Polonaise, Op. 40 No. 1 in A, "The Military"
Frédéric Chopin (1810-1849)
[Artur Rubenstein, Pianist, RCA Victor #60822, November 1991]
Frédéric Chopin wrote 15 Polonaises, six of which are considered to be "mature" in nature, forming, in the estimation of many critics, the central nucleus of his 159 lifelong published works. There were several dozen other works later made public against his dying wishes. Most of his compositions were written for piano, as was his Opus 40 No. 1.
The A Major Polonaise is, simply stated, a masterwork of Romantic expression. It reflects all of Chopinís patriotic feelings for his homeland, Poland, and yet retains enough French and Mediterranean influence to demonstrate his attachment to Southern Europe as well. The vast range of emotion evoked by this piece is apparent, actually, from beginning to end. The RCA Rubenstein performance brings to life both the fervor and force of Chopinís sentiments; and yet, in quieter interludes, which provide contrast and depth to the piece, pianist and composer melt together as one to project a truly 19th century effect of power, majesty and often lilting beauty.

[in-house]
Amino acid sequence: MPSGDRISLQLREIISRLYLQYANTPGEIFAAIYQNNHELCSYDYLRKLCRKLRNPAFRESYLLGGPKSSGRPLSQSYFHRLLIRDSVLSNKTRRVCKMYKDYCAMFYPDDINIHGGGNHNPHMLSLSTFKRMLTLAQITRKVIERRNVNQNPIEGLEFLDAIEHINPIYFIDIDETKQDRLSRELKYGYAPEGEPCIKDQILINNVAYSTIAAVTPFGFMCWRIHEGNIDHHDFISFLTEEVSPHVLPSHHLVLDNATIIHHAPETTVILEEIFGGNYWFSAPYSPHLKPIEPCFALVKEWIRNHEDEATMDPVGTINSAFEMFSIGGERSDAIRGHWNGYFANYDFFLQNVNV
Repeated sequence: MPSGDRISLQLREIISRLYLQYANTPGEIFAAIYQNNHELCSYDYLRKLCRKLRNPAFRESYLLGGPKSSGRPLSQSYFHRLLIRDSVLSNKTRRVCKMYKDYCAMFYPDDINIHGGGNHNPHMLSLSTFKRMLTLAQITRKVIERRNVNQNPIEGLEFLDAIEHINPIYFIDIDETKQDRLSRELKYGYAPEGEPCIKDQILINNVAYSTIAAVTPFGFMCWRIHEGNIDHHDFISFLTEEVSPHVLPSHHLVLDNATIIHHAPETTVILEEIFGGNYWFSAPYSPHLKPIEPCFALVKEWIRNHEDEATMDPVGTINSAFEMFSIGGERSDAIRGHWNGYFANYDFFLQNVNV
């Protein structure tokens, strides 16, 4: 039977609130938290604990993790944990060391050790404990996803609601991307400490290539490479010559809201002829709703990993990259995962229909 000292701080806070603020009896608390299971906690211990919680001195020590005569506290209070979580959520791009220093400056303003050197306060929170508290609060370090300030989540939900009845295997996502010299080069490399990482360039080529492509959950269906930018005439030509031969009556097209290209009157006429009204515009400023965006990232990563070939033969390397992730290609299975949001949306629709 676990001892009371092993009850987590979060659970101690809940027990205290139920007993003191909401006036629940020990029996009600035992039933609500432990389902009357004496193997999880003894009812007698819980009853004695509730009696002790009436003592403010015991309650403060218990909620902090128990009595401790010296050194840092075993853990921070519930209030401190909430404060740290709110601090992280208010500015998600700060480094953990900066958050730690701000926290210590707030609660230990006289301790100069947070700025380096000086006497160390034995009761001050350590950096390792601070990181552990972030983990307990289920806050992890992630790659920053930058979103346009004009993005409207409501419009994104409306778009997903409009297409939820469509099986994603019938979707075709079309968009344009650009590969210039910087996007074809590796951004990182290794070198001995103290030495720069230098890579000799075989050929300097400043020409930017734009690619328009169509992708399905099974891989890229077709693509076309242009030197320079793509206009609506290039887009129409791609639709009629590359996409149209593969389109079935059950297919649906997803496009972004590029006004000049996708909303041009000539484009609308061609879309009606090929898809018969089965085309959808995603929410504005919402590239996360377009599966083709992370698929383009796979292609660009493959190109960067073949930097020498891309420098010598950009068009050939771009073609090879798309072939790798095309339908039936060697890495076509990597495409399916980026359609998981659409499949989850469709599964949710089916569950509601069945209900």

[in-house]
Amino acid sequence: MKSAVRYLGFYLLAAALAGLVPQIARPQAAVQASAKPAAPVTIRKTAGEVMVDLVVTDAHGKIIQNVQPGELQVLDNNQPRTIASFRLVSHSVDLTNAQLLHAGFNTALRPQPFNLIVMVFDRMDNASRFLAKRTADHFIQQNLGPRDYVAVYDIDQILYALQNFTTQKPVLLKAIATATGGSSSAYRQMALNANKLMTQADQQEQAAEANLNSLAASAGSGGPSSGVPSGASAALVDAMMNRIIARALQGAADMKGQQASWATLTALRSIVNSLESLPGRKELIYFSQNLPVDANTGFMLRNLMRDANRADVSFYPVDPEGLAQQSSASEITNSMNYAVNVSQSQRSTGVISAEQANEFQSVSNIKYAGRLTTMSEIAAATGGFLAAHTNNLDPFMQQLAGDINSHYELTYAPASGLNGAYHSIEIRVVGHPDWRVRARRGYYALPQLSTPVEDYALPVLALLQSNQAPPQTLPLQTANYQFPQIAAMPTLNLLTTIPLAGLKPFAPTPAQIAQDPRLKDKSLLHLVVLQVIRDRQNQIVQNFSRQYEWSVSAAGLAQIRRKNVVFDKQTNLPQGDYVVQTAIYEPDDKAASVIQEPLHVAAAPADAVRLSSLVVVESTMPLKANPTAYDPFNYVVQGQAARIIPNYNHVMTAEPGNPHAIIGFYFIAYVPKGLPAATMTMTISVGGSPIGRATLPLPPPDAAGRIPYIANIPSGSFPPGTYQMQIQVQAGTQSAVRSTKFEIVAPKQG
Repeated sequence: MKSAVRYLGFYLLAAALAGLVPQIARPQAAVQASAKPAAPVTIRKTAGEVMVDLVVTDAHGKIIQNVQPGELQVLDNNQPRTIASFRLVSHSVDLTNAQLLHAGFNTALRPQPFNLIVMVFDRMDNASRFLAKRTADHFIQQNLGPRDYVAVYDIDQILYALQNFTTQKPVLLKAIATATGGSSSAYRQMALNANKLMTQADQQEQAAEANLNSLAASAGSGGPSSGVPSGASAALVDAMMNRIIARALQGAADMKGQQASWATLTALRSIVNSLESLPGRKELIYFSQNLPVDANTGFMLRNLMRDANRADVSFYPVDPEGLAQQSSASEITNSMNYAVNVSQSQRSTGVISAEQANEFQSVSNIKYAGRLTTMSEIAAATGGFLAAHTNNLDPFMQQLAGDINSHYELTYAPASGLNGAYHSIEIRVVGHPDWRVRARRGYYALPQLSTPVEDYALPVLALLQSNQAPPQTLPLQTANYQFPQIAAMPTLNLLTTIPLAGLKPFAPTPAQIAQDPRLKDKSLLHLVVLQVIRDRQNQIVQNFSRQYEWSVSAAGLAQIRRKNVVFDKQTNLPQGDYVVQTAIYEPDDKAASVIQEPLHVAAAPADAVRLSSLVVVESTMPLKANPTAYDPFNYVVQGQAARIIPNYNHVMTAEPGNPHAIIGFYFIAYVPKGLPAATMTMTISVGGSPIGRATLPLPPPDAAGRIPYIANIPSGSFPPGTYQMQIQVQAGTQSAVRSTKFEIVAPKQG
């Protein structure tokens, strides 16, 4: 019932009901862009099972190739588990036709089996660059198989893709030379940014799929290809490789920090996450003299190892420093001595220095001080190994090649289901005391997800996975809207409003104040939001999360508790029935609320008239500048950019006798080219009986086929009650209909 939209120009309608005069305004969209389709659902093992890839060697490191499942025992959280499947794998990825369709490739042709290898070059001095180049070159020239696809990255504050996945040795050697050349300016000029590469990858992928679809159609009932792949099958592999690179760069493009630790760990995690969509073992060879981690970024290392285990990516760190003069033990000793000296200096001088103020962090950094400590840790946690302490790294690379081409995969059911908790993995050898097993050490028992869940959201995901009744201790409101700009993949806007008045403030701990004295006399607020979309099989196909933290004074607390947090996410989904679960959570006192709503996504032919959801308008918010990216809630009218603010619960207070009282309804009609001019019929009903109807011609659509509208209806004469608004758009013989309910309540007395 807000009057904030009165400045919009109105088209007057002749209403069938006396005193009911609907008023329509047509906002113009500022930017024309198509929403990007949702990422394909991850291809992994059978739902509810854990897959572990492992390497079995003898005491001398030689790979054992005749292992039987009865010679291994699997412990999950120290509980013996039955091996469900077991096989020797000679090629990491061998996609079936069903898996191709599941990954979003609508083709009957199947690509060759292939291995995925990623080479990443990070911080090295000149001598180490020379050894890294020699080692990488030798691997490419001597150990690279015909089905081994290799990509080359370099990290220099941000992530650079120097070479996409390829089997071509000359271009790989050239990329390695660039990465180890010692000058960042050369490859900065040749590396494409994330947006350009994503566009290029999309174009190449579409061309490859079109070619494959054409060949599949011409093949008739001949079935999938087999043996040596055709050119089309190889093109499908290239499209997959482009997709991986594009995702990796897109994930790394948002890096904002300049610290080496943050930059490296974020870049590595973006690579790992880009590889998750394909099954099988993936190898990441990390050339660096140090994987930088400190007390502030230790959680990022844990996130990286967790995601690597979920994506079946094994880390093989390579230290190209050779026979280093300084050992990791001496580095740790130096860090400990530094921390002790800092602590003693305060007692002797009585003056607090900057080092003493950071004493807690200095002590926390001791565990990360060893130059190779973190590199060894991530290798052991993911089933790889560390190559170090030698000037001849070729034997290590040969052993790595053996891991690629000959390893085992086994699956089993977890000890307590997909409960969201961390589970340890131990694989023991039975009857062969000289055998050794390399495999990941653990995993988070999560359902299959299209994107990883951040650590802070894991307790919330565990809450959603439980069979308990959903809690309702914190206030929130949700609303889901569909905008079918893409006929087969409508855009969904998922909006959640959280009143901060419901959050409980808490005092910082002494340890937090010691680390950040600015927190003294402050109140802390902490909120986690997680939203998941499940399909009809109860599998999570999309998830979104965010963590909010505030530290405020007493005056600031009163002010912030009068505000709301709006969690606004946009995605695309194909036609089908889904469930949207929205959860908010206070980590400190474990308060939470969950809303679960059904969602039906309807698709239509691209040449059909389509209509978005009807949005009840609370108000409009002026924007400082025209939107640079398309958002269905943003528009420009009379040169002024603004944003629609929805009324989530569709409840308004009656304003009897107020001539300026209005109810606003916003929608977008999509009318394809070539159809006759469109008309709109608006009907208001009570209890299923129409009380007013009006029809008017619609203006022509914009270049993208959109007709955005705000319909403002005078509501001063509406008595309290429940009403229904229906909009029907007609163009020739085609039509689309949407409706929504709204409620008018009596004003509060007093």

In Chopinís A Major Polonaise, unlike the somber tones of his Nocturnes or Sonatas in minor keys, there is the ever-present image of Poland, as this selectionís title would suggest. There is a hint of dissonance and unusual rhythm in this work that expose its oddly Romantic, arguably non-Gallic origins. The listener is propelled by march-like passages, just as he or she is mesmerized, at other moments, by less forceful interludes.
Chopinís deft use of the pianoís full range of musical potential in the A Major has been heralded as an indication of his timeless fame, guaranteed in light of his on-going appeal to all ages, and all audiences, for over more than a century and a half.
-- Art Madsen, M.Ed.
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Background Info Source:http://www.princeton.edu/~mcleavey/chopin.html